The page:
The Touch

The Touch

If a child fell from a tree, or raved
with fever, or a father came in hurt
from the fields, I was the one who raced
down the roads to the far side of the town,
to the house by the river, glad
of the chance to pass one more time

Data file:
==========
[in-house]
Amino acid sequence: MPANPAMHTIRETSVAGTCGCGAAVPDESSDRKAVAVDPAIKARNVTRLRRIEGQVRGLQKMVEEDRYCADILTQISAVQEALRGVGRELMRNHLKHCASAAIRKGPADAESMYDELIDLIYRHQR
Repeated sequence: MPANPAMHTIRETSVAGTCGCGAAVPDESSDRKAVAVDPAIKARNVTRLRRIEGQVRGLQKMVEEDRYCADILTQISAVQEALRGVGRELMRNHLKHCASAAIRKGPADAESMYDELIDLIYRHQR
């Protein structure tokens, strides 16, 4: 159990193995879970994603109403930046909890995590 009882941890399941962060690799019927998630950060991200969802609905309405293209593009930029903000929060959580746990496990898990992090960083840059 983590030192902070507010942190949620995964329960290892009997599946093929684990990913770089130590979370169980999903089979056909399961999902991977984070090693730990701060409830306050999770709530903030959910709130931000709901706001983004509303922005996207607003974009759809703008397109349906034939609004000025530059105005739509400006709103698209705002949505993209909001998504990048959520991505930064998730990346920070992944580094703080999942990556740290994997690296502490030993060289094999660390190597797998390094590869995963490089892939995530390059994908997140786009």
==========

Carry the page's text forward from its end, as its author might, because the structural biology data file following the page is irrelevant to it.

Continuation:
through the high clanking gates
into the avenue that would slow me

to a crunching walk under the dark,
cher-cherking, rook-swaying canopy.
It never took more than the one
rat-a-tat-tat to bring to the door
the doctor’s wife whose briskly gentle hands
once fixed my collar as I stood in the rain.

Tom Duddy
(Published in Smiths Knoll)